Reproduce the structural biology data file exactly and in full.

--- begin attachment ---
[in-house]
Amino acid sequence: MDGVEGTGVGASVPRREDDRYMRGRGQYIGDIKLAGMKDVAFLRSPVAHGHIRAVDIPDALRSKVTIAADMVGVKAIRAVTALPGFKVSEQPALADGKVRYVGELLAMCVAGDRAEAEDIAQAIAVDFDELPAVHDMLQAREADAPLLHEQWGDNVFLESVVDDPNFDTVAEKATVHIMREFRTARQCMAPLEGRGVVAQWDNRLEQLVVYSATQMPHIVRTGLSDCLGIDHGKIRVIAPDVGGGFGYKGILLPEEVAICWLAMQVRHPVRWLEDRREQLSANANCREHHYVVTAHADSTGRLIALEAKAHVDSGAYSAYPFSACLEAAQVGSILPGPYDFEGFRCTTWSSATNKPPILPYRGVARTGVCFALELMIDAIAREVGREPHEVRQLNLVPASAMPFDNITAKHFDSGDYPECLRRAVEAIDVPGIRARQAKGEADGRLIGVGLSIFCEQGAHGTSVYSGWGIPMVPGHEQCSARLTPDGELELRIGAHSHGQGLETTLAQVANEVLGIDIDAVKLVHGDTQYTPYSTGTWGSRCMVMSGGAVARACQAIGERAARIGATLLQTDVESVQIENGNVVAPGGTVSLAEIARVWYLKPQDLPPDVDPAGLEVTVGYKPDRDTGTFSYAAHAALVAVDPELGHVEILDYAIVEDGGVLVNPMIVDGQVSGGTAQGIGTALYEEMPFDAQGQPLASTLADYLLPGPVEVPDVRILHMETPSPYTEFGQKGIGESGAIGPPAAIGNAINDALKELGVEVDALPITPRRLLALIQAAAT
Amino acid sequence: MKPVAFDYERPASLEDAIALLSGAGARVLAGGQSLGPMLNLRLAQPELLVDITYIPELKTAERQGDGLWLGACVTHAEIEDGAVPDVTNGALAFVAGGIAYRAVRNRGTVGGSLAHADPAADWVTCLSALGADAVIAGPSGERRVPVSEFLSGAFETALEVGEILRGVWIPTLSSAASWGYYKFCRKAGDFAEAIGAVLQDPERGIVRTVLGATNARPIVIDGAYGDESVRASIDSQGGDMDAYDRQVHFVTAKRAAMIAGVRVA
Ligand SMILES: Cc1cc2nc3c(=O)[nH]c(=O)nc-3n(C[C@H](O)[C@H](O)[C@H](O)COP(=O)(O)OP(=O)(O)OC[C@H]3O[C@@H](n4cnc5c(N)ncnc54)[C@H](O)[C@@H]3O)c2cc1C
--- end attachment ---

[in-house]
Amino acid sequence: MDGVEGTGVGASVPRREDDRYMRGRGQYIGDIKLAGMKDVAFLRSPVAHGHIRAVDIPDALRSKVTIAADMVGVKAIRAVTALPGFKVSEQPALADGKVRYVGELLAMCVAGDRAEAEDIAQAIAVDFDELPAVHDMLQAREADAPLLHEQWGDNVFLESVVDDPNFDTVAEKATVHIMREFRTARQCMAPLEGRGVVAQWDNRLEQLVVYSATQMPHIVRTGLSDCLGIDHGKIRVIAPDVGGGFGYKGILLPEEVAICWLAMQVRHPVRWLEDRREQLSANANCREHHYVVTAHADSTGRLIALEAKAHVDSGAYSAYPFSACLEAAQVGSILPGPYDFEGFRCTTWSSATNKPPILPYRGVARTGVCFALELMIDAIAREVGREPHEVRQLNLVPASAMPFDNITAKHFDSGDYPECLRRAVEAIDVPGIRARQAKGEADGRLIGVGLSIFCEQGAHGTSVYSGWGIPMVPGHEQCSARLTPDGELELRIGAHSHGQGLETTLAQVANEVLGIDIDAVKLVHGDTQYTPYSTGTWGSRCMVMSGGAVARACQAIGERAARIGATLLQTDVESVQIENGNVVAPGGTVSLAEIARVWYLKPQDLPPDVDPAGLEVTVGYKPDRDTGTFSYAAHAALVAVDPELGHVEILDYAIVEDGGVLVNPMIVDGQVSGGTAQGIGTALYEEMPFDAQGQPLASTLADYLLPGPVEVPDVRILHMETPSPYTEFGQKGIGESGAIGPPAAIGNAINDALKELGVEVDALPITPRRLLALIQAAAT
Amino acid sequence: MKPVAFDYERPASLEDAIALLSGAGARVLAGGQSLGPMLNLRLAQPELLVDITYIPELKTAERQGDGLWLGACVTHAEIEDGAVPDVTNGALAFVAGGIAYRAVRNRGTVGGSLAHADPAADWVTCLSALGADAVIAGPSGERRVPVSEFLSGAFETALEVGEILRGVWIPTLSSAASWGYYKFCRKAGDFAEAIGAVLQDPERGIVRTVLGATNARPIVIDGAYGDESVRASIDSQGGDMDAYDRQVHFVTAKRAAMIAGVRVA
Ligand SMILES: Cc1cc2nc3c(=O)[nH]c(=O)nc-3n(C[C@H](O)[C@H](O)[C@H](O)COP(=O)(O)OP(=O)(O)OC[C@H]3O[C@@H](n4cnc5c(N)ncnc54)[C@H](O)[C@@H]3O)c2cc1C